Climate Change, What if we are too late?

               Right now, most scientists predict that 2030 is close to the point of no return, where by then the damage to our polar ice caps and glaciers will be irreversible. The amount of greenhouse gases (carbon dioxide and the more damaging methane) are at the highest parts per million in recorded history – though we know Earth had more carbon in earlier stages of development. For an excellent explanation of the effects of greenhouse gasses, here is a paraphrased example from Cosmos. Imagine on a scale of 1-6, the lower number being no greenhouse gases, the planet would be an ice world. At the highest number, Earth would resemble Venus. Either case, life as we know it would not flourish on the world we call home. Right now, Earth was about a 3 on this scale, but we are slowly increasing upwards, a slight increase is probably manageable, but turn the notch up to a 4, 4.5, or 5, who knows dire the effects will really be.

               Currently, there is a good framework offered by the Paris Climate Agreement in cutting back greenhouse gas emissions and generating energy from renewable sources. Under the leadership of one of the most uninformed and curiosity-challenged executives, the United States withdrew from the agreement because it is allegedly hurting America. The argument it is hurting America is bullshit, because climate change will hurt America, it will destabilize other parts of the globe, which will in turn threaten American interests and strain current humanitarian aid, and possibly draw us into more armed conflicts. The point of this writing though isn’t to argue how misguided withdrawing from the Paris Climate Agreement is, it is to ask the question: What if we are too late in in acting to mitigate the direst effects of climate change?

               If we are too late, it doesn’t mean we should cease efforts to further mitigate climate change. If the sea level rises only ten feet, it is better than twenty feet. If sea levels dramatically rise, the coastlines of all the continents will be altered, some greater than others. Asia will suffer the worse, with tens of millions in low-lying areas, especially in Bangladesh. More islands, some have already disappeared, will be claimed by the sea. There is no telling how many humans may lose their lives – and what kind of economic impact it will have on their nations and the world. Highly populated areas tend to have a higher means of production, and the loss of these areas would be devastating. A lot of clothes Americans wear are manufactured in Bangladesh, Vietnam, and Taiwan, which would be greatly devastated by rising sea levels.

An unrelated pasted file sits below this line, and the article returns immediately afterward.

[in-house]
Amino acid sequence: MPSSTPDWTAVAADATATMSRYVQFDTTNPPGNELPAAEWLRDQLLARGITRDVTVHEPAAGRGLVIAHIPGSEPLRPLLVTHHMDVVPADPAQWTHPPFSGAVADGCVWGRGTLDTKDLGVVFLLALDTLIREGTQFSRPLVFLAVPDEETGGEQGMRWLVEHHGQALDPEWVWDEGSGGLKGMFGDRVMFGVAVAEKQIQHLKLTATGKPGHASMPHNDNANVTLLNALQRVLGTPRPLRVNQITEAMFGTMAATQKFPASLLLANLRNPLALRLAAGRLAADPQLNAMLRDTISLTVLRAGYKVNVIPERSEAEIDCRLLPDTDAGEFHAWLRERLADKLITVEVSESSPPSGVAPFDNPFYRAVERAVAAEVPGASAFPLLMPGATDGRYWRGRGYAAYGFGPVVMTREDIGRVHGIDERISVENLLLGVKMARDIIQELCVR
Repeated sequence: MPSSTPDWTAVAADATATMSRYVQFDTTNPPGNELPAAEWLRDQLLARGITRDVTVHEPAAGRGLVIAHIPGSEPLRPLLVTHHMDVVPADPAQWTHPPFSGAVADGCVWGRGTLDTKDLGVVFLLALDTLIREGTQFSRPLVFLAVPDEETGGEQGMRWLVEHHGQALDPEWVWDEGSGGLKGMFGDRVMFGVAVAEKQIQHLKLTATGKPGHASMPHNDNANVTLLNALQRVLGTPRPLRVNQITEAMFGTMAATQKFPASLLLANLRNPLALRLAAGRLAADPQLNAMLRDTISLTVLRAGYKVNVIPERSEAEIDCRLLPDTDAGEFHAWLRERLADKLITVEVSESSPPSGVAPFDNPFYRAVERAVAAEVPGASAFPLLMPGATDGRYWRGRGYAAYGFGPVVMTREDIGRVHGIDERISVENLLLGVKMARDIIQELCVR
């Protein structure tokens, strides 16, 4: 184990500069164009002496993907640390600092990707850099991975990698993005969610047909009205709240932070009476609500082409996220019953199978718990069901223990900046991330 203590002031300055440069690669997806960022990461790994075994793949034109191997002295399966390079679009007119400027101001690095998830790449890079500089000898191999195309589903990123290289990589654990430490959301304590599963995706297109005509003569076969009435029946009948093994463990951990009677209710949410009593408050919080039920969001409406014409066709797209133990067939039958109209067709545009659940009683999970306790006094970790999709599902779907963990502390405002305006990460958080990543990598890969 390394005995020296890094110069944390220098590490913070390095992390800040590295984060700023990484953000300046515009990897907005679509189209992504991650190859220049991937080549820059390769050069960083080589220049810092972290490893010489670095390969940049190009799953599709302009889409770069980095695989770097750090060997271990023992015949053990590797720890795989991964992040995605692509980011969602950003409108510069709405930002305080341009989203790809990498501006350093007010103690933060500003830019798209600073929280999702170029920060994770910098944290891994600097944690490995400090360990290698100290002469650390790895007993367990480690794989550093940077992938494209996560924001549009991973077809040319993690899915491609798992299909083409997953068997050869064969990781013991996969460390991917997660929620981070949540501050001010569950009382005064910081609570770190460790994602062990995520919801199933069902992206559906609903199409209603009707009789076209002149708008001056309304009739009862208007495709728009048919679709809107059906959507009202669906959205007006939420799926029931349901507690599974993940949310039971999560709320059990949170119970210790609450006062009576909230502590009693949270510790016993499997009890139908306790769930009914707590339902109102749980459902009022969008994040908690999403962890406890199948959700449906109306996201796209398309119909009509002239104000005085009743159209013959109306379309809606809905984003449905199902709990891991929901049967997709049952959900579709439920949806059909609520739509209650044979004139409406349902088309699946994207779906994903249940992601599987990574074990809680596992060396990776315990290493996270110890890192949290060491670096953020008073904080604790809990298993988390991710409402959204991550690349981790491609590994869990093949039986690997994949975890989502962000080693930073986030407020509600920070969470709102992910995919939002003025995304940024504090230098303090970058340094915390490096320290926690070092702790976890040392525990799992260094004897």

Millions may die and tens of millions being relocated, especially in a short timeframe, would be devastating to areas not directly impacted by rising sea levels. The infrastructure like accommodations, food, drinking water, electricity demands, healthcare, etc. are something that takes a lot of planning to pull off successfully, and on a short notice there will be dire consequences. The mass relocation of people, without proper planning, will cause further strain on systems which are already under strain, and potentially a catastrophe of epic proportions. There is no guarantee that even a disaster of this scale, caused by climate change, will make the numerous deniers change their thinking or ways. Change is not easy but in terms of grappling with climate change, it will be necessary.

               But what if nothing is done, and we cross the threshold, the point of no return. What will need to be done to save our species? What changes will we have to make to ensure Earth remains the primary home of the human species? What about animals, insects, etc.?

               This is something I’ve thought a lot about, because I wrote close to fifty pages of a backstory exploring the world which led up to my novel’s premise 200 years in the future. In Within the Grasp of Ordinary (the book), the events of the backstory are referenced several times to its main character, David Ross, and the actions he took as In the Night They Came. It is best to describe the events as: